Jon Johnson Photo/Gila Herald: Peaceful protesters hold up signs supporting racial equality as horns from passing traffic show their agreement Monday.
Participants advise they will abide by statewide curfew order
By Jon Johnson
SAFFORD – A group of locals from the surrounding area held a peaceful protest regarding racial injustice in Safford on Monday.
Unlike in major metropolitan areas, the handful of protesters simply held signs and wanted to bring publicity to their beliefs rather than damage property or loot.
“We’re here today because our community has been quiet for too long,” protester Kevin Reed said. “There is a big portion of us in this valley who wants to use our voice for right; use our voice to help our fellow Americans – more specifically – our black fellow Americans, our brothers and sisters who have been discriminated against for years (with) systematic racism, stereotypes, everything.”
The group held handmade signs along U.S. Highway 70 in front of the Graham County Chamber of Commerce and came prepared with water and ice to help last out in the mid-afternoon heat. Participants said they would adhere to Governor Doug Ducey’s statewide curfew mandate and head out when their time was complete.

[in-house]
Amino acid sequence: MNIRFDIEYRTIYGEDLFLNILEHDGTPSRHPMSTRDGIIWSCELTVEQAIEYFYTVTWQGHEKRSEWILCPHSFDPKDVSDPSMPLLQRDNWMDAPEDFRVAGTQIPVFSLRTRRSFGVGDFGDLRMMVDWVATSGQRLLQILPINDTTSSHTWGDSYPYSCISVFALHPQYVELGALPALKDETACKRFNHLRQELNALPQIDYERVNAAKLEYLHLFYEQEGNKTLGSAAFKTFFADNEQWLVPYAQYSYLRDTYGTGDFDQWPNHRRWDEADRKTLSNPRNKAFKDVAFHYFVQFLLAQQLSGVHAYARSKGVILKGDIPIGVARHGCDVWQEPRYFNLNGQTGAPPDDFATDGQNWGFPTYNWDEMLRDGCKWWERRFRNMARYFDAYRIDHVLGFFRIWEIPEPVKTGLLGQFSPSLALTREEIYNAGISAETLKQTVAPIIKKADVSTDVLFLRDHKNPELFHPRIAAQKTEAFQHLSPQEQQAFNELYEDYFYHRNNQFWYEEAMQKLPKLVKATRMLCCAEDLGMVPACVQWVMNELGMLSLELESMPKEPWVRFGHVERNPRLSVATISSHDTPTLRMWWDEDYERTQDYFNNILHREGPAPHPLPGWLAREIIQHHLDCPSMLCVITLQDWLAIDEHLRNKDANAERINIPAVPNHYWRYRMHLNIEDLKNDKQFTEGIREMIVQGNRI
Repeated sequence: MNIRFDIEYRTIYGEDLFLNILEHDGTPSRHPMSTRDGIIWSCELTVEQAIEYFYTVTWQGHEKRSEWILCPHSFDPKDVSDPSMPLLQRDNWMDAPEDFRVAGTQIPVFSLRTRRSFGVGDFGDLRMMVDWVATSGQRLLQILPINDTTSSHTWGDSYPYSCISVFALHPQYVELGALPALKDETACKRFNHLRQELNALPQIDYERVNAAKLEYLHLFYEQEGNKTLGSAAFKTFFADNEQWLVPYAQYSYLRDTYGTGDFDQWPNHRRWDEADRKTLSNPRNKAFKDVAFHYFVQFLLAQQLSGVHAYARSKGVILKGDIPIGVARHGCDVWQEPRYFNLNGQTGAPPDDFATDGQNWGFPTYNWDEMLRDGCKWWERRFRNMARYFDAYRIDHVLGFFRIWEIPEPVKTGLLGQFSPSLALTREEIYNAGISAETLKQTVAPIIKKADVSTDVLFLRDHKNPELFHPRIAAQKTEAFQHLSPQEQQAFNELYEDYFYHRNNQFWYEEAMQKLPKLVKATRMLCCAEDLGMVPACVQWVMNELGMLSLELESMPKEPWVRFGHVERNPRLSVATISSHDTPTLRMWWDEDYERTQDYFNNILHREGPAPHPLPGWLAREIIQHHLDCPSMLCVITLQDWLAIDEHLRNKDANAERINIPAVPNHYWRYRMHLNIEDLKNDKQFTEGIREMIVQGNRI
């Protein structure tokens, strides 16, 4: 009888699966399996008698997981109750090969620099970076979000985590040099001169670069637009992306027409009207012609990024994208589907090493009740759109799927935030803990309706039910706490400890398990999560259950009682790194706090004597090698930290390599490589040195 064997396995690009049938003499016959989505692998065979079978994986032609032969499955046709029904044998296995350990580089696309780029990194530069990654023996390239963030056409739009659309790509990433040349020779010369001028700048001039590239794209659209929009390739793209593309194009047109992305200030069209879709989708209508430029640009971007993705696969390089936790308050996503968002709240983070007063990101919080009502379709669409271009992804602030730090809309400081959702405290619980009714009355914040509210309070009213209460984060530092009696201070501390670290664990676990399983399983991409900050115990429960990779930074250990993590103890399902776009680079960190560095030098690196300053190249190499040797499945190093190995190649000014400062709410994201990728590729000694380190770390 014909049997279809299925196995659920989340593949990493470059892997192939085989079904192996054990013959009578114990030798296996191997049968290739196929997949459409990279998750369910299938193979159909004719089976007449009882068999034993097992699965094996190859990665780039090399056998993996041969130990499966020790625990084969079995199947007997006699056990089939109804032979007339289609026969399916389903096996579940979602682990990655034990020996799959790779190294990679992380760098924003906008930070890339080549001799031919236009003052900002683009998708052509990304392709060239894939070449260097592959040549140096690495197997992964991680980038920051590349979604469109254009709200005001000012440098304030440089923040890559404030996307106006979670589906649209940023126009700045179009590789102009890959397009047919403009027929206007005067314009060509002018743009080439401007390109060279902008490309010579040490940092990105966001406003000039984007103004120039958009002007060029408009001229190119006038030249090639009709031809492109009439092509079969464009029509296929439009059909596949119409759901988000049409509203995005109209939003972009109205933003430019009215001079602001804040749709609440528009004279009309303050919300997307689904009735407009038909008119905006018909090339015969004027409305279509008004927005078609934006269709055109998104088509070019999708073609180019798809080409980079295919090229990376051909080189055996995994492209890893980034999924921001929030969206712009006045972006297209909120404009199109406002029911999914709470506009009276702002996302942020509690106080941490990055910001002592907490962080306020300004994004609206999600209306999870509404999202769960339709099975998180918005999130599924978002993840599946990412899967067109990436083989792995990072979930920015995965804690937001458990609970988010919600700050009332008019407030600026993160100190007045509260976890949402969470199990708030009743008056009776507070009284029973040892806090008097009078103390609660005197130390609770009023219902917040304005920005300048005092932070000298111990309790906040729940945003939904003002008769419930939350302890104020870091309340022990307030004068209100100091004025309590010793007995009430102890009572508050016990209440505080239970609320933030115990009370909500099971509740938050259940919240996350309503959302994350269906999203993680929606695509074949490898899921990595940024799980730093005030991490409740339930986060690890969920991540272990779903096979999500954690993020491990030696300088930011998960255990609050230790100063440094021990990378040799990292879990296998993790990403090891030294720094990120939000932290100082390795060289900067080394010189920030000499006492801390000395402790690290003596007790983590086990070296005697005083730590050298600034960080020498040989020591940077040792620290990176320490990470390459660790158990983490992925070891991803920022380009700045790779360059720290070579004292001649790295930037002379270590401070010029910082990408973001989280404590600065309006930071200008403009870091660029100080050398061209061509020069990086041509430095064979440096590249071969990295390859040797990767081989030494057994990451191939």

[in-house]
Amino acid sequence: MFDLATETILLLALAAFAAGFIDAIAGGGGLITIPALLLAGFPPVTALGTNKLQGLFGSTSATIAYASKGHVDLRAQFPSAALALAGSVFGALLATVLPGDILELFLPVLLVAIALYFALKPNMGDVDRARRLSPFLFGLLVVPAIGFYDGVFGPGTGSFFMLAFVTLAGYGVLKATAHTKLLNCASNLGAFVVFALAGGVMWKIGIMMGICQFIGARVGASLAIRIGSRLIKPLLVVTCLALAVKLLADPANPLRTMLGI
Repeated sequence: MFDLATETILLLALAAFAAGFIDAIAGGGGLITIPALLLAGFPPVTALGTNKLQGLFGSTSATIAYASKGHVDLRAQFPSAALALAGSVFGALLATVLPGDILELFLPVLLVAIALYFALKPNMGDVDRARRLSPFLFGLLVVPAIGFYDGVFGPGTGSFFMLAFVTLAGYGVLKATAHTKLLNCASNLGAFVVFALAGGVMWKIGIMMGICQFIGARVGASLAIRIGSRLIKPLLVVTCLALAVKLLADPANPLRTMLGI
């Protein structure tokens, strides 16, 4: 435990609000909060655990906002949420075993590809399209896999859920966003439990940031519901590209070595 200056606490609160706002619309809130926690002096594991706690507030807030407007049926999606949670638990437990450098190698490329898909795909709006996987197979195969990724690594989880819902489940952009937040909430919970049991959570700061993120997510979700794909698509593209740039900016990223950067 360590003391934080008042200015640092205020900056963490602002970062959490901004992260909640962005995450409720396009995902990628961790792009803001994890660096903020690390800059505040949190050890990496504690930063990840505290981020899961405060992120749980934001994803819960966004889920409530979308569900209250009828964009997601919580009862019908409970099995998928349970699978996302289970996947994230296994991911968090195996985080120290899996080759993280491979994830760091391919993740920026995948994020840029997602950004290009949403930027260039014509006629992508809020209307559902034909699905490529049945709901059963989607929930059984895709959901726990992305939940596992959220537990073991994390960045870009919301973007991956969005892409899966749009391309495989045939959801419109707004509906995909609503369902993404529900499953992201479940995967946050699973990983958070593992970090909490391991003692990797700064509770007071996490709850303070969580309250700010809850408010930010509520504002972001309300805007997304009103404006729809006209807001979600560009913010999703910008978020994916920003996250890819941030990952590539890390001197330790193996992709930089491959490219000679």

Protester John Martinez sported two signs and said he experienced some slight racism growing up in the Gila Valley.
“Growing up I would catch slight glimpses of racism and it always kind of made me feel uncomfortable,” Martinez said. “So, I kind of wanted to come out to let people know that I’m not about it. I support our fellow African Americans and I just want everybody to live in peace and, hopefully, we can achieve world peace where everyone is equal.”
Riots nationwide have erupted over the Minnesota incident in which Minnesota Police officer Derek Chauvin killed George Floyd. Those in Phoenix are also believed to be protesting the fatal shooting of Dion Johnson by an Arizona Department of Public Safety trooper after a “struggle”.
Chauvin was terminated from the police department and has been charged with third-degree murder.
“There’s a revolution in the country and we wanted to bring it to rural America as well,” Reed said.